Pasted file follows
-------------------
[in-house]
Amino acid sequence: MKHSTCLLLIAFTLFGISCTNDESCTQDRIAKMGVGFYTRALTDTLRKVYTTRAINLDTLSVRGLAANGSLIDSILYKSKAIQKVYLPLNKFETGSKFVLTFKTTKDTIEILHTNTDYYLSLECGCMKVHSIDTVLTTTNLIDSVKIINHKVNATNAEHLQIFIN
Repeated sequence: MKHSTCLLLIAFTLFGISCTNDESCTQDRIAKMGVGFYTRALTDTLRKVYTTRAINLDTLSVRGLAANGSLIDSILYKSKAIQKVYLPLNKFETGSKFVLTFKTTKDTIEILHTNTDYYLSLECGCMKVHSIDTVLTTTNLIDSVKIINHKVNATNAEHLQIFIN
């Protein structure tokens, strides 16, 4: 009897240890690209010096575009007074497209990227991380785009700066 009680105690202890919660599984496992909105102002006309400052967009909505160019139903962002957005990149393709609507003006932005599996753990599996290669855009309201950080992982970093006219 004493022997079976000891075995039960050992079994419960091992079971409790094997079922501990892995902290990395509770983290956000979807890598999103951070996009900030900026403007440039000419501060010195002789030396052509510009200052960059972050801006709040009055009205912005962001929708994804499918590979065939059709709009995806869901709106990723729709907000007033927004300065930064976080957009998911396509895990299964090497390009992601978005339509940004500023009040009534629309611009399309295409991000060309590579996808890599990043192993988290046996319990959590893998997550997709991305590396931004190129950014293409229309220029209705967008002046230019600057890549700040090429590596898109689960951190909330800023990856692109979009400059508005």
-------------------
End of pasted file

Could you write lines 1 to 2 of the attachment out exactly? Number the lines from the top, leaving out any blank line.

[in-house]
Amino acid sequence: MKHSTCLLLIAFTLFGISCTNDESCTQDRIAKMGVGFYTRALTDTLRKVYTTRAINLDTLSVRGLAANGSLIDSILYKSKAIQKVYLPLNKFETGSKFVLTFKTTKDTIEILHTNTDYYLSLECGCMKVHSIDTVLTTTNLIDSVKIINHKVNATNAEHLQIFIN